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Vol-2 Issue-1 2016 IJARIIE-ISSN(O)-2395-4396

Indian Cinema and Women

Assistant Professor & HOD, Department of Mass Communication and Television & Film
Technology , NIMS University, Jaipur, Rajasthan, India
Associate Professor & HOD, NIMS-IM&CS, NIMS University, Jaipur (Raj.)


Looking at the roots of film history in India, it surfaces that the first feature film was made in the year
1912-13. Dadasaheb Phalke is acknowledged as the father of Indian cinema. He released in 1913, a
historical themed movie - Raja Harischandra. Those were the days when women avoided participation in
films. So, male artists had to play the female roles as well. Then a change occurred in1930 and women
form rich families joined the movie industry and changed it s face. Devika Rani, Zubeidaa, Mehtab,
Shobhana Samarth were the popular heroines of this time. Media also discharged a key role leading to
modernization of societies by changing the face of women. Over past decades, Indian cinema has
witnessed a significant change in the way wo men are depicted through films. Modern films represent
women as more independent, confident and career oriented. This article deals with the fast changing role
of women represented in Indian cinema.

Key word: Indian cinema, Bollywood, Films and women.

1.0 Introduction

Since Independence, Indian cinema has undergone major changes. For example it has witnessed a
remarkable shift from classic mythological blockbusters to “Bollywoodised” remakes o f Hollywood‟s
successful films. The Indian film industry is the largest in the world. It produces over 1000 films each year
in more than twenty languages. In contrast Hollywood produces less than 400 films per year.

In Indian film industry women have played very significant role in bringing success to individual films.
Their roles however have changed over a period of time, from total dependency on their male counterparts
to independently carry the storyline forward. Women in Indian film industry have established s ome
magnificent records for example Lata Mangeshkar in the Guinnes s Book as the world‟s most recorded
artist; and Helen danced in over thousand films . Cinema plays a key role in depicting powerful characters
who inspire us in more ways than one. In this context women have not been far behind

2.0 Brief History of Bollywood Cinema

In Bollywood cinema "Raja Harishchandra" was the first film. It was released in 1913. The film was
directed by Dadasaheb Phalke. In the advent of Indian cinema women avoided to participate in the films.
So, male artists used to play the female roles as well. The Bollywood films were soundless till 1931.
Ardeshir Irani was the first to introduce sound Women entered the movie business and changed the face of
Indian cinema by redefining the importance of women in films. in the films. The first film with sound was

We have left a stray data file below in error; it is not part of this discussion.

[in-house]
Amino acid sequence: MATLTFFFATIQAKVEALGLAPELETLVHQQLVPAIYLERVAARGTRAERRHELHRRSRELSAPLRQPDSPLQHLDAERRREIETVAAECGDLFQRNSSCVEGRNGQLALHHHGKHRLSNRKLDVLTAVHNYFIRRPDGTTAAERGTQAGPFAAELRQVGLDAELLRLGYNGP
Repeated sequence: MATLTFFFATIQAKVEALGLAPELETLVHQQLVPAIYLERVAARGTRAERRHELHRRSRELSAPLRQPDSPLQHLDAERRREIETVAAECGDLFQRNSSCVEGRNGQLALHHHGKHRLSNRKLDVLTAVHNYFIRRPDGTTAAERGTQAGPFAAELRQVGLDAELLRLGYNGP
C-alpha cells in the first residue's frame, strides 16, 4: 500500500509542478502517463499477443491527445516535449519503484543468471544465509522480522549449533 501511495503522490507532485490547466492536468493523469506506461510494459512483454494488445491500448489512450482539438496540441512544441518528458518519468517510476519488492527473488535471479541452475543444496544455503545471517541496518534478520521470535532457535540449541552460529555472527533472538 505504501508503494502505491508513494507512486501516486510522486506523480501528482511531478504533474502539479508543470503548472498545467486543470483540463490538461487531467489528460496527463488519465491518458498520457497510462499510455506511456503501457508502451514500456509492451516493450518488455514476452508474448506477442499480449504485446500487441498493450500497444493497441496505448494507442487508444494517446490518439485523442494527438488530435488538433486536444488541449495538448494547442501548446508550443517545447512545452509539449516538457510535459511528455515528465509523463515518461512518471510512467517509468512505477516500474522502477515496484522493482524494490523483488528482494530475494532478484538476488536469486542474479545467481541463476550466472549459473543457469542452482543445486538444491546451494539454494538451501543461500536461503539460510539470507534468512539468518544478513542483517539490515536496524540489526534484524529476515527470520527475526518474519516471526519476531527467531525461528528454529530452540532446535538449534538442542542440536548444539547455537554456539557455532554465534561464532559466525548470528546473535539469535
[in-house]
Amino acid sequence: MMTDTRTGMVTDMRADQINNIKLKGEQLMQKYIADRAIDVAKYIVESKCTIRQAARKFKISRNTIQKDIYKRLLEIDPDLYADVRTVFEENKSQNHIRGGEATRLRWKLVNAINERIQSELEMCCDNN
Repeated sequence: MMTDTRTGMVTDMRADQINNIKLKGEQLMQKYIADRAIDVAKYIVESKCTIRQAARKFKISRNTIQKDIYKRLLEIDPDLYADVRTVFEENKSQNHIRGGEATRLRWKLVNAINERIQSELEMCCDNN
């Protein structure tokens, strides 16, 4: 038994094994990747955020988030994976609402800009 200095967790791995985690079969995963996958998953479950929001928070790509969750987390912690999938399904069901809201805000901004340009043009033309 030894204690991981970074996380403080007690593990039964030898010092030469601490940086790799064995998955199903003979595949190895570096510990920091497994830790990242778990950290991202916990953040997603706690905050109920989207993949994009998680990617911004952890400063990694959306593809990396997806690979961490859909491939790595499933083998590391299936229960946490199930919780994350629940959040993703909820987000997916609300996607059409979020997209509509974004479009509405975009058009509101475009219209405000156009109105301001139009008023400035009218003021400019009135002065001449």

introduced by him in the year 1931 and the name of film was "Alam Ara". Then the first coloured
Bollywood film "Kisan Kanya" was released in 1937. The film was not much success. Only in the 1950s,
coloured films became commercially popular. Film songs and dance were a strong factor in the popularity
of a film. Majority of the songs of 1950s era are still very popular. This period witnessed the rise of great
Bollywood actors and actresses like Dilip Kumar, Dev Anand, Raj Kapoor, Nargis, Nutan, Meena Kumari,

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Madhubala and others. Films discharge a big role to depict and influence the social aspects. In terms of
remuneration, status and roles, the leading ladies of that time were at par with their male counterparts.

When beautiful and free-willed Devika Rani, Zubeidaa, Mehtab, and Shobhana Samarth paved the way for
women in films, no one imagined that in coming time actresses will become just a showpiece in films.
Zubeida, daughter of Fatima Begum and the daughter of an affluent Nawab, shot to fame with "Alam Ara"
and she commanded a high wage. Time got changed. In this context Kangana Ranaut remarked: "Forget the
credit, they (male actors) take all the money as well. We don`t get paid even one -third of what male actors
take home. It`s not so much about the money, but it`s about (being a) woman."

3.0 Changing Image of Female in Indian Cinema

Period 1913-1980: In early days, Indian cinema focused on mythological stories and great epics . The first
feature film, Raja Harishchandra was a mythological story. Then during the freedom struggle period, Indian
cinema became a medium to voice anger and demand independence from British Colonial rule. After
independence, Indian cinema took-up social issues and problems and focused to portray a society that was
not only desirable but also achievable.

Period 1950s to late 1970s can be considered as the golden era of Bollywood films . In this time films
focused on our rich culture, rural sector, family and friendly relationships, customs, norms and ethics. The
issues of poverty were also highlighted. The beauty lied in easy identification of audiences with on the
screen characters. The women discharged important role in the films. They held a lot of responsibility on